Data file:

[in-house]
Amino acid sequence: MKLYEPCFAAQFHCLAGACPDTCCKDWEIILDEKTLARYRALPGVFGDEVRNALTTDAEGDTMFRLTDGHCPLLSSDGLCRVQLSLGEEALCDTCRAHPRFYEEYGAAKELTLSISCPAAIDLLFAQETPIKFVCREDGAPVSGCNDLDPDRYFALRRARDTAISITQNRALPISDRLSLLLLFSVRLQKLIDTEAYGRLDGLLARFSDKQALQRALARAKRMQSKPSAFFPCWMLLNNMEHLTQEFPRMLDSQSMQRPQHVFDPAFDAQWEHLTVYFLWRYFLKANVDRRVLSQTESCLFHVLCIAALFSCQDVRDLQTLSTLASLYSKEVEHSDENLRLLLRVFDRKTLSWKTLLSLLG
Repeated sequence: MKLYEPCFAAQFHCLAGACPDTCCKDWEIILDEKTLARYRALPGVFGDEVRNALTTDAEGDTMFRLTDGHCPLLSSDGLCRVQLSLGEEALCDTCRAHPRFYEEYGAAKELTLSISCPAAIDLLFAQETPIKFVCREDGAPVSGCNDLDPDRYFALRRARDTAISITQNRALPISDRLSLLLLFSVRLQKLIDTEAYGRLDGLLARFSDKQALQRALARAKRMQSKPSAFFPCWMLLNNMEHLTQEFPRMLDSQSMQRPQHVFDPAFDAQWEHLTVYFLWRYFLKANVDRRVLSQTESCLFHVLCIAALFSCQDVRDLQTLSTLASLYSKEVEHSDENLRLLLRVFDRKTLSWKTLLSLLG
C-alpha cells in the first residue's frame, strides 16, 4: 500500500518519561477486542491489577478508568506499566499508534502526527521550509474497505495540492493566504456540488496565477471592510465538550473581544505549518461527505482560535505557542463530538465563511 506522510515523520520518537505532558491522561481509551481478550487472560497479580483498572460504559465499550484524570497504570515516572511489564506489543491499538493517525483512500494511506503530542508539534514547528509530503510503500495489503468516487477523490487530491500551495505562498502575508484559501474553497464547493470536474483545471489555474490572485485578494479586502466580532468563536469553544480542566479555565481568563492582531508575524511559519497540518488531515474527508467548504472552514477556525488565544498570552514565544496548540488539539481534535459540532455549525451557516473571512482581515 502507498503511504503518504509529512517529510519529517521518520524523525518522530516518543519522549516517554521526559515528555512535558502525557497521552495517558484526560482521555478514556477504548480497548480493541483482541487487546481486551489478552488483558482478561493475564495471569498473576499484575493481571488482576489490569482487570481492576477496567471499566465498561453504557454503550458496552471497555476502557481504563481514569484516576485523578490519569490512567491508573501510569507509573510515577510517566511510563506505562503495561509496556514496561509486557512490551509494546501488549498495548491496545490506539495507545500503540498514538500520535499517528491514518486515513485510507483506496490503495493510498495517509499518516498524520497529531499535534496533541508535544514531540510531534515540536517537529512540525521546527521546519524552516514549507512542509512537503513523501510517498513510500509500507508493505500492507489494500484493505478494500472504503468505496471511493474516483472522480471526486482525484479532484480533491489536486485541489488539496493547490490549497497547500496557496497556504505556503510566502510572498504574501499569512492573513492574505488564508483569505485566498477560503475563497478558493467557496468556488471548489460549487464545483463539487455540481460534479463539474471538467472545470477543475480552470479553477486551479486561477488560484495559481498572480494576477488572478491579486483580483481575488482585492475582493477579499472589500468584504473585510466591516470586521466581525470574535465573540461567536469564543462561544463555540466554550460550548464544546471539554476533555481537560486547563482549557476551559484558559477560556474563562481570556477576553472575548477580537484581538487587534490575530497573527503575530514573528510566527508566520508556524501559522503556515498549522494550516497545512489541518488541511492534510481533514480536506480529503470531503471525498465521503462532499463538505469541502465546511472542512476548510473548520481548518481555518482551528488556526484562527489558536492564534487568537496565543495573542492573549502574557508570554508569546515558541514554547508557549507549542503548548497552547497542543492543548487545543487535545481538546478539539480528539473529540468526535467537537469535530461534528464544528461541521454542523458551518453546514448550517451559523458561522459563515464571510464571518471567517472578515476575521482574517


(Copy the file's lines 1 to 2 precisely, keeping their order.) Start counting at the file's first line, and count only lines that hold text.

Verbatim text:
[in-house]
Amino acid sequence: MKLYEPCFAAQFHCLAGACPDTCCKDWEIILDEKTLARYRALPGVFGDEVRNALTTDAEGDTMFRLTDGHCPLLSSDGLCRVQLSLGEEALCDTCRAHPRFYEEYGAAKELTLSISCPAAIDLLFAQETPIKFVCREDGAPVSGCNDLDPDRYFALRRARDTAISITQNRALPISDRLSLLLLFSVRLQKLIDTEAYGRLDGLLARFSDKQALQRALARAKRMQSKPSAFFPCWMLLNNMEHLTQEFPRMLDSQSMQRPQHVFDPAFDAQWEHLTVYFLWRYFLKANVDRRVLSQTESCLFHVLCIAALFSCQDVRDLQTLSTLASLYSKEVEHSDENLRLLLRVFDRKTLSWKTLLSLLG